Has anyone ever thaught of stretching a 20" tube to fit a 24" wheel? Its highly common to size a 29er tube to a 36er wheel. Does anyone have some sort of guide on stretching tubes? My MUni is a beast and I figured ti was time to put him on a very strict diet
Clichée came to me at 12:13 am on X-mas eve. So I typed it up on my Ipod so I dont forget.
I have never tried stretching tubes. To stretch a 20" tube to fit a rim for a 24" tire you are only asking for an additional 20%. To stretch the 29" tube to fit a rim for a 36" tire you are asking for an additional 24%. If anything, it should be easier to do. It certainly is a cheap experiment. I question the weight savings. A Coker tube is very heavy so the weight savings are substantial.If you are using one of the thick, downhill tubes in your 24", just going to a standard 24" tube might save you enough in weight already.
I think it’s gonna be a tough fit. There is quite a bit more rubber to stretch in a 29" tube than there is in a 24". If your goal is to drop the weight a little I think a lightweight tube in the right diameter would be better. You could try a cheap 25x1.5-1.75 tube. It should only cost three bucks, and it would be lighter than a tube made for a 2.5-3.0 tire.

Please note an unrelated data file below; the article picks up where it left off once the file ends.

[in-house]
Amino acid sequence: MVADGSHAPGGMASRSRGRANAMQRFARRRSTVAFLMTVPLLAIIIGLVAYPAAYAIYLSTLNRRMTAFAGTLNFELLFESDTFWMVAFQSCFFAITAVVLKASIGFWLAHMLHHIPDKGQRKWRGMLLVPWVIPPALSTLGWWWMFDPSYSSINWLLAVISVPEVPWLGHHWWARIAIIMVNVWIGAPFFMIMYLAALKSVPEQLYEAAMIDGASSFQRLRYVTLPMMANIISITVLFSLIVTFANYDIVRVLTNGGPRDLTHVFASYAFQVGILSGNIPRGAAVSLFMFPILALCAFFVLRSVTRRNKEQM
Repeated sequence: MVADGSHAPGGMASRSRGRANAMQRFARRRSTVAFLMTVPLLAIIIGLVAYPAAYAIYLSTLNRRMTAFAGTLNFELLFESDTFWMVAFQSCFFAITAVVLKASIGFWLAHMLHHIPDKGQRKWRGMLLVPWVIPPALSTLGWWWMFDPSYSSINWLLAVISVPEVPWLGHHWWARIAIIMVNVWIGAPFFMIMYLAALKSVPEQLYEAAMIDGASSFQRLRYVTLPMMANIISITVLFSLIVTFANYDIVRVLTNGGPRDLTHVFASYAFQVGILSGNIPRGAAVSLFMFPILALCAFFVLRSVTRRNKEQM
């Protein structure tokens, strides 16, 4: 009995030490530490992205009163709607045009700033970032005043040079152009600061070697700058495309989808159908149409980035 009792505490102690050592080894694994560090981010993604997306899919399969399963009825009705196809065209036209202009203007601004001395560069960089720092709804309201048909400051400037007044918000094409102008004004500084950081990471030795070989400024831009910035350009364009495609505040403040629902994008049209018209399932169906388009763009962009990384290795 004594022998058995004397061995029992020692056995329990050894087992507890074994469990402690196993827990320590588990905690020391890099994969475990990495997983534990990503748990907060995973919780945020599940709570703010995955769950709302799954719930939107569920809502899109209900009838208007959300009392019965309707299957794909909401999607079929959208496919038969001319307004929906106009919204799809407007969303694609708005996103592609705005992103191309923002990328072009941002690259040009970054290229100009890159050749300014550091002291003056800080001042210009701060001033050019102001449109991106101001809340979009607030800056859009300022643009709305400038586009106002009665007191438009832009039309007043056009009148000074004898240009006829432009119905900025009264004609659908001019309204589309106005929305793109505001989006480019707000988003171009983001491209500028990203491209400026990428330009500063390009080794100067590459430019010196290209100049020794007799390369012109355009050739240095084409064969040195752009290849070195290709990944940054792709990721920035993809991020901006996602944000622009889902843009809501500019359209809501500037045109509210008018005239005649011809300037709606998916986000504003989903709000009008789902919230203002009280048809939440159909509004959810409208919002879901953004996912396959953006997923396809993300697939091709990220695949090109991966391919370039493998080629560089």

From my experience, stretching a 26" tube to fit a 27" wheel(bicycle) was quite difficult. Later I remembered that for every inch of diameter, you have pi inches of circumference. That means that my 26" tube was 3.14 inches shorter in circumference than a 27" tube.
That also means that with a 20" tube, you will have over 12" less tube to work with then if you used a 24" tube. I wouldn’t even try, but maybe it is possible.
I’ve stretched a 20"x2" tube over a 24" muni rim in order to tubelessify my muni; it was a bit of a tight fit, and I must confess to half expecting it to go BANG as I inflated it to seat it properly. It wasn’t too difficult to get on but even at low pressure it looked strained and a bit thin in places; I don’t think I’d have liked to ride on it (assuming it could have been inflated to riding pressure in the first place!)
Get some sealant and go tubeless instead, it’s awesome - no more punctures, lighter, and much better bump-absorbing properties…
This sounds like a diet for a flat tire. I recommend trying the tubeless route, or shopping for lighter tubes. Regular 24" tubes don’t weigh that much in the first place so it’s not a great place for savings. You could save a lot more rotating weight by choosing a lighter tire and/or rim.